(iii) Bakke’s legacy
Ultimately, Justice Powell’s decision in Bakke emphasises the importance of diversity in a new, more progressive society. In his judgement, Justice Powell gave an overwhelming endorsement of the holistic admissions approach enshrined within the Harvard Plan, noting that a 'boy from Idaho' has as much a critical role in diversity 'as a black student [who] can usually bring something that a white person cannot offer'.[18] Essentially, Powell’s decision ensured that, until as of late, Harvard’s diversity plan was a 'facially non-discriminatory admissions policy'.[19]

IV. Recent Case Law

(i) Grutter v Bollinger
More recently, affirmative action has become further narrowed. In the 2003 case of Grutter v Bollinger,[20] while a 'race-conscious admissions program' was deemed constitutionally acceptable, it was ruled that race is only one consideration in admissions and that 'all factors that may contribute to student body diversity'[21] such as volunteer work and extracurricular activities are to be considered. The decision acknowledges that while such an admissions policy may tend to favour underrepresented minority groups, the policy does not amount to an unconstitutional quota system.

(ii) How SFFA’s case differs from Grutter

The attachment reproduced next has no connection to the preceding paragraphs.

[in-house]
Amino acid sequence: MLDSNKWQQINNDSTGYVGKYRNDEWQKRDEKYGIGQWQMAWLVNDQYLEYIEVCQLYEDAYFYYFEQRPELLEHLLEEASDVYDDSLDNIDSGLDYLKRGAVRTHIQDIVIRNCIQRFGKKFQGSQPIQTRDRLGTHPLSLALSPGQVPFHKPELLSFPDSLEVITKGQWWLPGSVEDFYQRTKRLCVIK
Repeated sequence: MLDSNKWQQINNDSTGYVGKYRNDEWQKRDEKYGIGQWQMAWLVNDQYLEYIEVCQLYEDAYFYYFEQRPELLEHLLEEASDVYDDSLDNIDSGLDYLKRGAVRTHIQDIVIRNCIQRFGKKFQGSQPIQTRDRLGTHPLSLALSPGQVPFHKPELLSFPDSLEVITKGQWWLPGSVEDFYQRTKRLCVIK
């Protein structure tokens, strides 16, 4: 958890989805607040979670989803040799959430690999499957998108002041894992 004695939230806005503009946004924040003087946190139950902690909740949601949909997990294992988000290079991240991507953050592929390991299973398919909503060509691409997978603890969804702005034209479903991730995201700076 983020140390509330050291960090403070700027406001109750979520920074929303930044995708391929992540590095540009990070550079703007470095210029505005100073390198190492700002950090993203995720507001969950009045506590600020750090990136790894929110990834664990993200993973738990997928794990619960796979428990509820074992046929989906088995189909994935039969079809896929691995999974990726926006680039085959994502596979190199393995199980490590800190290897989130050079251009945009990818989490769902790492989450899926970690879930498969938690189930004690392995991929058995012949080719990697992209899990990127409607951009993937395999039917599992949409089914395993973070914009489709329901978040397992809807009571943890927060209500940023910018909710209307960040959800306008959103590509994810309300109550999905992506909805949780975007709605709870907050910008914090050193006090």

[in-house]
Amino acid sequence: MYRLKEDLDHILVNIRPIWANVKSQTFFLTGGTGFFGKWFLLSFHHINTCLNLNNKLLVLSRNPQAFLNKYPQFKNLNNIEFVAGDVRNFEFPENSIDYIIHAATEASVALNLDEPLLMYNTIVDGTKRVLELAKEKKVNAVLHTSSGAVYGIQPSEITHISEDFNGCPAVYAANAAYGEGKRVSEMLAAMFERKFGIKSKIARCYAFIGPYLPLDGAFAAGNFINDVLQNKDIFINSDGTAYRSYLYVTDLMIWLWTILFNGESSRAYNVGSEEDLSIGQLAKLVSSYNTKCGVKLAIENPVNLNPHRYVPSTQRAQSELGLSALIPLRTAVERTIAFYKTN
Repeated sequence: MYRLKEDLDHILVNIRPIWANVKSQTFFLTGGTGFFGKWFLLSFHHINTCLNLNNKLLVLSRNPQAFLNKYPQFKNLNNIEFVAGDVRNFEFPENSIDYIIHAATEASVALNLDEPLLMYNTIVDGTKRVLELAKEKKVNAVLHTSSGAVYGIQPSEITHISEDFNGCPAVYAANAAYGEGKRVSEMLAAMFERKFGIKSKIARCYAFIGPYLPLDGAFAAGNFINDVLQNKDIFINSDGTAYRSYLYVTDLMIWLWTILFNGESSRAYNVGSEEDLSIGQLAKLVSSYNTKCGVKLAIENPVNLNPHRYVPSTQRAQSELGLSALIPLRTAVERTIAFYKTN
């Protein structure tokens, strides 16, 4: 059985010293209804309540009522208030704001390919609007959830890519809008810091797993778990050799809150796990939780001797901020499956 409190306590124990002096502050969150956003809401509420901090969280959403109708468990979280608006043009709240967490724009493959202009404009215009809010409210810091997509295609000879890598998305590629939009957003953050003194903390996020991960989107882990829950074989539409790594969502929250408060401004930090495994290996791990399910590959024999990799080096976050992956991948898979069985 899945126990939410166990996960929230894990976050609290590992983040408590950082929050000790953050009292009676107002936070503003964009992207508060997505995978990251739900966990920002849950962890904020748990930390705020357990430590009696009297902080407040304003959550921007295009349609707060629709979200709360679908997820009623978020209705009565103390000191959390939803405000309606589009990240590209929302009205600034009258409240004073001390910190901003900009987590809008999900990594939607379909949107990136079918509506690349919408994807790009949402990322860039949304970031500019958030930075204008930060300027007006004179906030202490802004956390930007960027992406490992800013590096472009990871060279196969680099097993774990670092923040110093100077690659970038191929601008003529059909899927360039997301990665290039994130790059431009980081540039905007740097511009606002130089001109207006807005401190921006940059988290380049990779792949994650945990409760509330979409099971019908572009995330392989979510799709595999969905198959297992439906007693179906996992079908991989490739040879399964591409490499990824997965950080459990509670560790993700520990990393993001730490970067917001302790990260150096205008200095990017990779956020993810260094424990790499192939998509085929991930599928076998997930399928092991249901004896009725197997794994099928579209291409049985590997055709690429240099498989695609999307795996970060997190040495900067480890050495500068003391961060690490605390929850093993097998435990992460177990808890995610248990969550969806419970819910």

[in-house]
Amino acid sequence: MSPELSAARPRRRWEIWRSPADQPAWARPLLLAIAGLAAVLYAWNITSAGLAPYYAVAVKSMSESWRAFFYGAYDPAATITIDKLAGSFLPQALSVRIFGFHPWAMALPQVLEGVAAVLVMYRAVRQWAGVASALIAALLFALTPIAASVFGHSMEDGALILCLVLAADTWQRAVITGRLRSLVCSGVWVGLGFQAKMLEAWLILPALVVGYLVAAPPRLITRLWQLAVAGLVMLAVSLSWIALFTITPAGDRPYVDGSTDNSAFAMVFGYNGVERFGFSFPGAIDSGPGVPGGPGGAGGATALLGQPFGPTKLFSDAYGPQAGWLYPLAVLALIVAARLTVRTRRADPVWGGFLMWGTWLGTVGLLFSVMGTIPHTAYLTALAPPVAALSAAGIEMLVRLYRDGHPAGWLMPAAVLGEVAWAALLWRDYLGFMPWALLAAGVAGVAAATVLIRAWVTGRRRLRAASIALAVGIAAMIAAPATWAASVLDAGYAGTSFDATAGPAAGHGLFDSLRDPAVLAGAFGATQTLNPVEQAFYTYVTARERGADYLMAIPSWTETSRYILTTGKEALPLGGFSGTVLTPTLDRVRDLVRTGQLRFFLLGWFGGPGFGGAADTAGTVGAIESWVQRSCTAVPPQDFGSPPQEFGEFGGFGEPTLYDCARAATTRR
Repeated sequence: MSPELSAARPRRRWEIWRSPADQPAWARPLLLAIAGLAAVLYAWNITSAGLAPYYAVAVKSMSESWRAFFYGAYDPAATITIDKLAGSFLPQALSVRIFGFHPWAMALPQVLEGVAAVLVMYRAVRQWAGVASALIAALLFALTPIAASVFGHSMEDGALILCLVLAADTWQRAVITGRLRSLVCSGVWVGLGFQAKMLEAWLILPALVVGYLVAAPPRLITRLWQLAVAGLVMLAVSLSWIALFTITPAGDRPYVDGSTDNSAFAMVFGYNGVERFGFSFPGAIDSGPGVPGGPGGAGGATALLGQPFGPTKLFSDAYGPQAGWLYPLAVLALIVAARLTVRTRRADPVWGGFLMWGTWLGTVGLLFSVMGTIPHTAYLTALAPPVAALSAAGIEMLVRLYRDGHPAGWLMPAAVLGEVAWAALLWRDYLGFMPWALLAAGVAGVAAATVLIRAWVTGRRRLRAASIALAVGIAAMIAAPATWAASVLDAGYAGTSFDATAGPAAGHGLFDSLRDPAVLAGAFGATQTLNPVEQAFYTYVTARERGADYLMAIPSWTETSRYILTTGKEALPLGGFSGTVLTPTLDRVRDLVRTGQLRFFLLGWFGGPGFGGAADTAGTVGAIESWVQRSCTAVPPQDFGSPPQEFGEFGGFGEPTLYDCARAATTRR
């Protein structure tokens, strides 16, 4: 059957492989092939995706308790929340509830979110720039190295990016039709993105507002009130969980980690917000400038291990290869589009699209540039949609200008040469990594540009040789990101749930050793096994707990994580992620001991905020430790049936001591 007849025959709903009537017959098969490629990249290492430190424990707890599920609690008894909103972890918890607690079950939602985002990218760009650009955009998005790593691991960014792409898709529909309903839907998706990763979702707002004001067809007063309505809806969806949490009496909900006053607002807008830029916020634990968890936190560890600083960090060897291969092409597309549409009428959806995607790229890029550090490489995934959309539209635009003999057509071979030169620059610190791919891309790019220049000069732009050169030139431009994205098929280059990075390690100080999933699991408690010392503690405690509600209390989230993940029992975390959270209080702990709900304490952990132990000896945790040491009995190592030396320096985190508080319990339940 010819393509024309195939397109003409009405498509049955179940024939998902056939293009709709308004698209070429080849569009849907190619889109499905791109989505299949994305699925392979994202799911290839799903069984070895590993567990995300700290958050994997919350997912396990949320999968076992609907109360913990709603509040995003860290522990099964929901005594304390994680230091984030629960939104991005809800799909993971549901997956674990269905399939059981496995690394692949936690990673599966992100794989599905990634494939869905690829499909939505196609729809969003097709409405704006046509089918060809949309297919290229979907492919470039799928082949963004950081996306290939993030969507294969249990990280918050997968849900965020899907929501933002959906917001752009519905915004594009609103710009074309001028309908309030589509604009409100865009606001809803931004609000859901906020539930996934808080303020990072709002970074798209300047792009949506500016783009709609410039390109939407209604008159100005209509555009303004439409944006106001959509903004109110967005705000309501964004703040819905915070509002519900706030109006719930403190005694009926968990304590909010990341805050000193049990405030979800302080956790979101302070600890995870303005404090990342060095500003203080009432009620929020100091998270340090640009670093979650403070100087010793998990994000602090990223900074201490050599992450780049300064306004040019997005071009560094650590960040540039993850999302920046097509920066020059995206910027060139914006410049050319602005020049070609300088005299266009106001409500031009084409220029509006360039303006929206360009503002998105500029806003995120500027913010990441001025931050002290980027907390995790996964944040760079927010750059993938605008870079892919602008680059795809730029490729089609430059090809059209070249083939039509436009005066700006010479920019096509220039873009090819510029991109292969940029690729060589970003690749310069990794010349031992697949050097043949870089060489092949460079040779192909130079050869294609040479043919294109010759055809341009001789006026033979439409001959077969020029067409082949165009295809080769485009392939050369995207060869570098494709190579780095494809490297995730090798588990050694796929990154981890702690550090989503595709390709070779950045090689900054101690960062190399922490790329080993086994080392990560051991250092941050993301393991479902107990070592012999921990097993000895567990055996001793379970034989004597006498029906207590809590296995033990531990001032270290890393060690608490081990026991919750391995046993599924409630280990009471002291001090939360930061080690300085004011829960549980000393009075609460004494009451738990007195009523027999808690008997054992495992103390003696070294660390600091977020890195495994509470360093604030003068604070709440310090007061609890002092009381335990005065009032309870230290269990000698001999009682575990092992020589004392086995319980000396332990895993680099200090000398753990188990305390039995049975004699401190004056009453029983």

Nevertheless, in the Harvard case the issue remains that Asian-Americans are disadvantaged from being an overrepresented minority. The US Government census shows that Asians make up 5.7%[22] of the US population yet are 22.2%[23] of Harvard’s student population. Other institutions which reject racial-based affirmative action policies, such as the California Institute of Technology, have witnessed a surge in their numbers of Asian-American enrolments which is proportionate to the increase in Asian-American students nationwide.[24] The plaintiff submitted that this is proof of informal quotas and racial balancing being operated in Harvard analogous to the quota system imposed on Jewish students almost a century ago. Justice Sandra Day O’Connor’s ruling in Grutter primarily dealt with the application of white students, the majority group in the US. With internal reviews conducted that show if Harvard were to consider only the grades and test scores of applicants, the Asian-American student body would make up 43% of the University student population,[25] it is easy to see why a general observer would believe there to be a race-based quota system being operated in Harvard.

(iii) Fisher v University of Texas and Fisher II
A decade after Grutter came the case of Fisher v University of Texas[26] in which the plaintiff, a young white woman, complained of 'reverse discrimination' which she believed was responsible for her rejection from the University. When the case came before the Supreme Court in 2013, the bench found in a 7-1 decision that the Equal Protection Clause of the Fourteenth Amendment permitted the consideration of race in undergraduate admissions decisions, so long as race was held under a standard of strict judicial scrutiny.[27] This was later affirmed in 2016 when the case again came before the Court. In a 4-3 ruling, Justice Kennedy, who wrote the majority opinion, outlined that affirmative action in college admissions was lawful as long as race was considered as a 'factor of a factor of a factor',[28] thus narrowing the policy of affirmative action even further.